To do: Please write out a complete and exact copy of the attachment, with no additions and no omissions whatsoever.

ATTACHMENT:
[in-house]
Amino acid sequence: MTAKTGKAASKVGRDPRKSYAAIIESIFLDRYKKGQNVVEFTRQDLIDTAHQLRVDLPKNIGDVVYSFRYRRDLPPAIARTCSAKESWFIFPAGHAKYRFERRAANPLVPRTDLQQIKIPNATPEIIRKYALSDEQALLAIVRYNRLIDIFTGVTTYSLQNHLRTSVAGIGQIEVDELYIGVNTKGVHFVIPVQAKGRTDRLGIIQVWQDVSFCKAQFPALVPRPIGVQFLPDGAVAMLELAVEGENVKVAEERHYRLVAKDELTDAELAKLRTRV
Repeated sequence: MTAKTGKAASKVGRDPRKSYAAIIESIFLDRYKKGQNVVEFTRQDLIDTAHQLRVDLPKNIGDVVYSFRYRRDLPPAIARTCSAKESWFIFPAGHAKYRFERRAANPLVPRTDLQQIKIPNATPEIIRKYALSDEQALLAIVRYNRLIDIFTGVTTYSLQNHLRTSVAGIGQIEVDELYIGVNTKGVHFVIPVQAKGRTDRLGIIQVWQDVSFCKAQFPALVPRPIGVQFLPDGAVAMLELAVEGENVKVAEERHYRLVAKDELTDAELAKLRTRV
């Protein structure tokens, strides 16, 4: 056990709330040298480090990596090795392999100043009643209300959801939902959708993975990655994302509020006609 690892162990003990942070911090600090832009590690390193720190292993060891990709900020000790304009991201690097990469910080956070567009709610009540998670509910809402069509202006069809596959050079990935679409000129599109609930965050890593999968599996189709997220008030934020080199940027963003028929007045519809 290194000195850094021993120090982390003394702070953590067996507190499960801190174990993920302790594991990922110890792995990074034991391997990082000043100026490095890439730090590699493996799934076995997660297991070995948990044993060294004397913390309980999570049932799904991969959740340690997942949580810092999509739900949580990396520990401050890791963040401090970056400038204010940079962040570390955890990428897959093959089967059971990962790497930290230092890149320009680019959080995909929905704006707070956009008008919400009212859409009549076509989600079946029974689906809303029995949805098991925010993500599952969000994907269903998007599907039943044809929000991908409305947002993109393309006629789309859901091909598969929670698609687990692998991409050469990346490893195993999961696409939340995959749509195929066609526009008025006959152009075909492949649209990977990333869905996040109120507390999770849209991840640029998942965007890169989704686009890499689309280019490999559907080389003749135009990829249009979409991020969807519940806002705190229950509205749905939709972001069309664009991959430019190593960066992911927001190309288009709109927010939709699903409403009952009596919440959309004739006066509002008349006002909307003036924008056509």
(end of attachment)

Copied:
[in-house]
Amino acid sequence: MTAKTGKAASKVGRDPRKSYAAIIESIFLDRYKKGQNVVEFTRQDLIDTAHQLRVDLPKNIGDVVYSFRYRRDLPPAIARTCSAKESWFIFPAGHAKYRFERRAANPLVPRTDLQQIKIPNATPEIIRKYALSDEQALLAIVRYNRLIDIFTGVTTYSLQNHLRTSVAGIGQIEVDELYIGVNTKGVHFVIPVQAKGRTDRLGIIQVWQDVSFCKAQFPALVPRPIGVQFLPDGAVAMLELAVEGENVKVAEERHYRLVAKDELTDAELAKLRTRV
Repeated sequence: MTAKTGKAASKVGRDPRKSYAAIIESIFLDRYKKGQNVVEFTRQDLIDTAHQLRVDLPKNIGDVVYSFRYRRDLPPAIARTCSAKESWFIFPAGHAKYRFERRAANPLVPRTDLQQIKIPNATPEIIRKYALSDEQALLAIVRYNRLIDIFTGVTTYSLQNHLRTSVAGIGQIEVDELYIGVNTKGVHFVIPVQAKGRTDRLGIIQVWQDVSFCKAQFPALVPRPIGVQFLPDGAVAMLELAVEGENVKVAEERHYRLVAKDELTDAELAKLRTRV
């Protein structure tokens, strides 16, 4: 056990709330040298480090990596090795392999100043009643209300959801939902959708993975990655994302509020006609 690892162990003990942070911090600090832009590690390193720190292993060891990709900020000790304009991201690097990469910080956070567009709610009540998670509910809402069509202006069809596959050079990935679409000129599109609930965050890593999968599996189709997220008030934020080199940027963003028929007045519809 290194000195850094021993120090982390003394702070953590067996507190499960801190174990993920302790594991990922110890792995990074034991391997990082000043100026490095890439730090590699493996799934076995997660297991070995948990044993060294004397913390309980999570049932799904991969959740340690997942949580810092999509739900949580990396520990401050890791963040401090970056400038204010940079962040570390955890990428897959093959089967059971990962790497930290230092890149320009680019959080995909929905704006707070956009008008919400009212859409009549076509989600079946029974689906809303029995949805098991925010993500599952969000994907269903998007599907039943044809929000991908409305947002993109393309006629789309859901091909598969929670698609687990692998991409050469990346490893195993999961696409939340995959749509195929066609526009008025006959152009075909492949649209990977990333869905996040109120507390999770849209991840640029998942965007890169989704686009890499689309280019490999559907080389003749135009990829249009979409991020969807519940806002705190229950509205749905939709972001069309664009991959430019190593960066992911927001190309288009709109927010939709699903409403009952009596919440959309004739006066509002008349006002909307003036924008056509």